Candle power = ?

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Model T Ford Forum: Forum 2008: Candle power = ?
Top of pagePrevious messageNext messageBottom of page Link to this message  By Rob Patterson (Aust) on Saturday, January 17, 2009 - 08:12 pm:

I've always bought bulbs by their wattage and I (sort of) understand that way of measuring the brightness of a bulb.
But how do you equate a bulb thats sold with the measurement in candlepower?
eg; 32 candlepower equals what brightness?
I know one is a measurement of output and the other a measurement of input and its oranges against apples, but.......its just........sigh.
Rob.


Top of pagePrevious messageNext messageBottom of page Link to this message  By Michael Pawelek on Saturday, January 17, 2009 - 09:03 pm:

Rob, I found the information below on a automotive web site. Those with real electrical knowledge will probably write in to explain, this is all greek to me! :-)....Michael Pawelek

1157 Bulb 12V (26.9 W/8.3W - 32CP/3CP)
1156 Bulb 12V (32.9 W - 32CP)
There is no direct relationship between BTU, Watts and Candle Power


Top of pagePrevious messageNext messageBottom of page Link to this message  By steamboat on Saturday, January 17, 2009 - 10:08 pm:

1 watt hour is about 3.4 BTU. For incandescent bulbs, a watt is about 1 candlepower.


Top of pagePrevious messageNext messageBottom of page Link to this message  By Norman T. Kling on Saturday, January 17, 2009 - 10:27 pm:

The candlepower is a measurement of the brightness of the bulb. Watts measures the amount of current the bulb uses. Some bulbs might use the same amount of current but put out a different brightness depending on the construction of the bulb.
Norm


Top of pagePrevious messageNext messageBottom of page Link to this message  By Rob Patterson (Aust) on Saturday, January 17, 2009 - 10:30 pm:

Thank you gentlemen,
Thats just what I wanted to know.
Much appreciated,
Rob


Top of pagePrevious messageNext messageBottom of page Link to this message  By Royce Peterson on Sunday, January 18, 2009 - 10:18 am:

To expand some on what Norman correctly said, there is no direct correlation between candlepower and amperage. They are unrelated. You cannot assume that just because a bulb draws slightly more current it will have a proportionate increase in candlepower.


Top of pagePrevious messageNext messageBottom of page Link to this message  By John F. Regan on Sunday, January 18, 2009 - 10:52 am:

There seems to be a trend toward measurements of light output in a unit called "LUMENS" which is not always published for all light devices. I say light devices because lots of different things produce light these days. The efficiency then of a given light source is expressed in lumens/watt. This trend is very useful except that lumens doesn't exactly state the color spectrum of the light being measured. That property is referred to as Color Rendering Index (CRI) which is a number up to 100 with 100 being pure daylight. THe higher the CRI number the more perfect the light source assuming daylight is perfect. Finally there is color temperature usually measured in degrees with pure daylight coming somewhere around 6500 degree with "cool white" being about 4000 and "warm white" being about 2800 or so. I am looking very carefully at and modifying my shop to increase the efficiency of the various light sources. This is driven by 2 forces. One is that I am now 65 years old and the other is $$$ savings. Currently about the most efficient practical shop light source is a 3 phospher fluorescent T8 bulb driven by a high efficiency solid state programmed start ballast and that setup will produce a (personally measured) 100 Lumens/watt at "practical" prices at the local stores. Currently the best LEDs are doing about 60 Lumens/watt but look for the LED's to overtake the fluorescent lights. Each has it's own set of problems to overcome. For a single light source an LED is great but matching them and getting uniform briteness is a challenge as is viewing angle. For comparison a typical incandescent 60 Watt bulb puts out about 750 Lumens and thus is about 12 Lumens/watt while CFL draws 15 watts for same light output at 50 lumens/watt. CFL's designed at 13 Watts to replace 60 watt bulb actually draw a bit more wattage due to ballast losses but worse - the power meter on your house cheats you and bills you for something like 25 watts on those type bulbs. They DO save electricity but the power company makes out even better than you do on them.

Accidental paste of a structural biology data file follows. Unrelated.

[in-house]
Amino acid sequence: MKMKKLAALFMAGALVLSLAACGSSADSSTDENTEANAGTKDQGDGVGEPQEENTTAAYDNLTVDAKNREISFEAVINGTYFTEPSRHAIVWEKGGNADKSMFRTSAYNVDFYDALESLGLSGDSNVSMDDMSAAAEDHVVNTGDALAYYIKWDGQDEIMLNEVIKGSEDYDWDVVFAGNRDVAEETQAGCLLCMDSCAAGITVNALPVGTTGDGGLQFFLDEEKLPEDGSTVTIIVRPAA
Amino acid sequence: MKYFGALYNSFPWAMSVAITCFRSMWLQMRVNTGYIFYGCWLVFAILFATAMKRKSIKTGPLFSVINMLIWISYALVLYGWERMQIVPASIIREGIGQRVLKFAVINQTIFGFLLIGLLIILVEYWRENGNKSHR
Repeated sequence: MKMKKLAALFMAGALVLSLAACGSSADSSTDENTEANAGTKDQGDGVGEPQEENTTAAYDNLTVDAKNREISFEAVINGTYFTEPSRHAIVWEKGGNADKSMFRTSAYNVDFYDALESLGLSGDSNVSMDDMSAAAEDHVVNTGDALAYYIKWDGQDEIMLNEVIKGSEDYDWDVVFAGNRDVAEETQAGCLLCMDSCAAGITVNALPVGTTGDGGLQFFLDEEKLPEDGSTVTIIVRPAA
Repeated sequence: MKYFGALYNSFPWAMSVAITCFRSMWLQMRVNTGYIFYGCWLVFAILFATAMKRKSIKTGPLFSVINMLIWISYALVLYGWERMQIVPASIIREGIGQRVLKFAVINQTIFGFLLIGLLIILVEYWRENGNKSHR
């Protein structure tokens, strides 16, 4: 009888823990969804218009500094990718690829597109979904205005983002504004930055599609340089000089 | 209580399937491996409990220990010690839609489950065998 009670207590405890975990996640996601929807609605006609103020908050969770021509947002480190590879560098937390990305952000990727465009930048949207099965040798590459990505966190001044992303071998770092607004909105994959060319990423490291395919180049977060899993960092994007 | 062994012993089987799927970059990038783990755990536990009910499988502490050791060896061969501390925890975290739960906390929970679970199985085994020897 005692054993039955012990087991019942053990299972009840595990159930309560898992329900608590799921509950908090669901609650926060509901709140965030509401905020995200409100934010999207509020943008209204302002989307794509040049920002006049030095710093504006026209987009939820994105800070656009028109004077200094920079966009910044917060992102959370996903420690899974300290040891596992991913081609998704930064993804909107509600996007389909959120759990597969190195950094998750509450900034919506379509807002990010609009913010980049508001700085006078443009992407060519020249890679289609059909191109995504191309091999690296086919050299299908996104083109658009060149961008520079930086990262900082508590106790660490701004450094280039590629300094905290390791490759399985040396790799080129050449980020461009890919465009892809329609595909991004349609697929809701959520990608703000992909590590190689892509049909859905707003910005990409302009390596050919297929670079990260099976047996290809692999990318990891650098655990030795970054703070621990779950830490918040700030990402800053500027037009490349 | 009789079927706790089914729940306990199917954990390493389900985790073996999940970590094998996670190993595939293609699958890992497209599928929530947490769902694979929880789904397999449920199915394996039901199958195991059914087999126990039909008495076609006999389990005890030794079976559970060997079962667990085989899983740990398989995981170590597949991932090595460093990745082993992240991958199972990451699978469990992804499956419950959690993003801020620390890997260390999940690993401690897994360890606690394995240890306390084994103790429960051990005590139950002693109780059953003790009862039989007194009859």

OK - way more than you wanted to know.


Top of pagePrevious messageNext messageBottom of page Link to this message  By Seth Harbuck on Sunday, January 18, 2009 - 10:57 am:

Incandescent bulbs = heaters, so, IMO discussion of British Thermal Units is 100% appropriate.

Light Emitting Diodes = light - some 100 candlepower per watt with today's diodes. They also last many thousands of hours and don't darken with age like incandescent filaments.

Seth


Top of pagePrevious messageNext messageBottom of page Link to this message  By Larry Smith on Sunday, January 18, 2009 - 11:13 am:

An original Ford script headlight bulb uses a 21-1 3/4cp bulb. The tailight and dashlight use a #63 bulb which I think is around 3cp. I found some 1158 bulbs a while back which is about as close as you are going to find today for the headlights. They are 21-2cp. I haven't had a chance to check them yet, but I would like to find a 32-2 or even a 32-21. What I need is a good old fashioned bulb chart. My Dykes book is ok, but still doesn't tell enough. My old '25 pickup has NEW 50-32cp bulbs, and I don't like them. The poor generator can't keep up! Even the 32 filiment only allows it to charge at 1 amp!


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